Bannon met the AfD's Alice Weidel at an event in Switzerland where he reportedly advised her on "alternative media." The former Trump strategist was also in Italy to support the far-right in national elections.
US President Donald Trump's former chief strategist Stephen Bannon is not too much of a nationalist to advise the leader of Germany's far right-wing party it seems. Fresh off a visit to Italy to support far-right parties in that country's general election, the office of Alternative for Germany (AfD) leader Alice Weidel confirmed late on Tuesday that she had spoken with Bannon.
According to German press agency dpa, the two met in Zurich, where Bannon was speaking at an event about "the populist revolts and their global consequences for Switzerland, Europe and America," hosted by the conservative weekly Weltwoche.
Weidel's office said Bannon could offer expertise on political strategy and alternative media channels. The AfD has already signaled its interest in starting its own news arm, claiming it is mischaracterized and maligned by the mainstream media.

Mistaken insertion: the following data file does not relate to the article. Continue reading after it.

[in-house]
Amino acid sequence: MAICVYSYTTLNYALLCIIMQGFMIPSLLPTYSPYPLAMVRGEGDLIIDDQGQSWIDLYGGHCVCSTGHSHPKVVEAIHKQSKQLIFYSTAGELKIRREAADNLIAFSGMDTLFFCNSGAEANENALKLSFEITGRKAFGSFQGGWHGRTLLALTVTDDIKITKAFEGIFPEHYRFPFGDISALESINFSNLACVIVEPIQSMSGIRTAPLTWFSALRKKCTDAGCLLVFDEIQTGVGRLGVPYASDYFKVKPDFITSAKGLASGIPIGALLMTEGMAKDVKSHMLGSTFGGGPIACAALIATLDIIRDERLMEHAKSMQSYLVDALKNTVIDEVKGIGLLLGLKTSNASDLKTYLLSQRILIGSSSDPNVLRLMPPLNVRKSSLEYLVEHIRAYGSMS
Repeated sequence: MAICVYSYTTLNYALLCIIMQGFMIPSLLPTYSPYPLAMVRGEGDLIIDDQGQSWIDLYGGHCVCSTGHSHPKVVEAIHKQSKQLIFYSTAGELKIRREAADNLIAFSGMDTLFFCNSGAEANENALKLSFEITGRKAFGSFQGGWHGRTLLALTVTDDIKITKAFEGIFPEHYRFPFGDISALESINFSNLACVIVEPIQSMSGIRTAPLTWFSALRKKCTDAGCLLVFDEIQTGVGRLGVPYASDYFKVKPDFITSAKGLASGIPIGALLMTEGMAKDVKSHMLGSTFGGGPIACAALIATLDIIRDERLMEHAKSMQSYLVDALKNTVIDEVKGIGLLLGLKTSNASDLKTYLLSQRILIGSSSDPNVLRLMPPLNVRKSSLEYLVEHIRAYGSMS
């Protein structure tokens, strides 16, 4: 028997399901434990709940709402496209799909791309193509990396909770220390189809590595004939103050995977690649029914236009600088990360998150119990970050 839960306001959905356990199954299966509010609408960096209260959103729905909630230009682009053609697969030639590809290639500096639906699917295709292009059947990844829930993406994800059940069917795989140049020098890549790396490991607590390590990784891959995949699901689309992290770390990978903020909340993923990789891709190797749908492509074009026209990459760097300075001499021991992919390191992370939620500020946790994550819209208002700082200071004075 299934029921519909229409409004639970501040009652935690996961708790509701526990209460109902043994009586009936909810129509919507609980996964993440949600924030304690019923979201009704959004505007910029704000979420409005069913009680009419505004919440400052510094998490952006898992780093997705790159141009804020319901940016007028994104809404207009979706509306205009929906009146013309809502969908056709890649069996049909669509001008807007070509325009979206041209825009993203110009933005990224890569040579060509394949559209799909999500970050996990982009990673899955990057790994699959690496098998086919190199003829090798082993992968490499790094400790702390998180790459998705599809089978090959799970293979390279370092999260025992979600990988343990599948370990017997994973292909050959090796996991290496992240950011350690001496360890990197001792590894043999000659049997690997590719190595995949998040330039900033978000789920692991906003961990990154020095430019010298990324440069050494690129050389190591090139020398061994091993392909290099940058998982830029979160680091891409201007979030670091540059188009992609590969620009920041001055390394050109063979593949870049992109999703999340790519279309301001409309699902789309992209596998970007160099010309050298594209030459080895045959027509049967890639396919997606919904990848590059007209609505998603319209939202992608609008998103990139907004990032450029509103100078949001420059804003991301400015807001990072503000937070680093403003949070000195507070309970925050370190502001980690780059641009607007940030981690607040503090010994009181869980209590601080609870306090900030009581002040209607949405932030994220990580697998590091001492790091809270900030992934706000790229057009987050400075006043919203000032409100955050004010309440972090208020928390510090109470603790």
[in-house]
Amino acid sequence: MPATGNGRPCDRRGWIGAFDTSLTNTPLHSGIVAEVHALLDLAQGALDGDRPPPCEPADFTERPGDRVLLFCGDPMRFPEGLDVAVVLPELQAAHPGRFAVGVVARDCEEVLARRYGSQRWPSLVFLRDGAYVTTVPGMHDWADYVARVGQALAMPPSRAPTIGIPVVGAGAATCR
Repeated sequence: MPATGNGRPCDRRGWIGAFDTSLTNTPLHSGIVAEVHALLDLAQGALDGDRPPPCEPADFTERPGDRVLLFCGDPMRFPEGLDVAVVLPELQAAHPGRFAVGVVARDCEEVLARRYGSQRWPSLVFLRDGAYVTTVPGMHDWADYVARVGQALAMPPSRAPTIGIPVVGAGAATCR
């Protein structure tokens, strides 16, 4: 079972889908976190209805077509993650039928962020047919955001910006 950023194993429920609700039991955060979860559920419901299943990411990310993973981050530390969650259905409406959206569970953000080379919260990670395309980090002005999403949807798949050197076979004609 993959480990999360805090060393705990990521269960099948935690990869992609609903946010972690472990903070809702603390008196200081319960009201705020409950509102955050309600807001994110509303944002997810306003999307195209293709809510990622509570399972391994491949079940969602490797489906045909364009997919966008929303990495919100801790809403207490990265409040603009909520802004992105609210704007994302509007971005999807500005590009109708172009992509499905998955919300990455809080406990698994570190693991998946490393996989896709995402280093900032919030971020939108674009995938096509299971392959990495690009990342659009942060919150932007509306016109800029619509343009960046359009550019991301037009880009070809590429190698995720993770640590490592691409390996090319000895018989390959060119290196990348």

A group of German AfD politicians recently traveled to Syria to see the situation there first-hand after seven years of war. They justified their trip, in part, by saying the media could not be trusted to report truthfully from the country.
Bannon on the outs
Bannon is known in the United States as one of the founding board members of Breitbart news, a haven for the alt-right that has been regularly criticized for pushing racist, xenophobic and misogynistic stories as well as giving voice to conspiracy theories.
The former entertainment executive was booted from the Trump White House in August, one week after the "Unite the Right" rally in Charlottesville, Virginia, ended in the death of a counterprotester. Bannon further estranged himself from Trump's good graces when it emerged in Michael Wolff's book "Fire and Fury"that he thought Donald Trump Jr.'s meeting with Russian officials was "treasonous."
Italian election bigger than Brexit, Trump
Leaving Washington behind, Bannon has been left to ply his particularly controversial brand of "economic nationalism" in Europe. He hailed the recent election successes of the populist parties Lega Nord and the Five Star Movement in Italy as a "clear sign against the establishment."
"The Italian people have gone farther, in a shorter period of time, than the British did for Brexit and the American did for Trump," Bannon declared to The New York Times.
During his time in Switzerland, Bannon used his platform to promote cryptocurrencies and bash the "Clinton mafia" and "limousine liberals." He also compared the Time's Up movement against sexual harassment and abuse to the French revolution.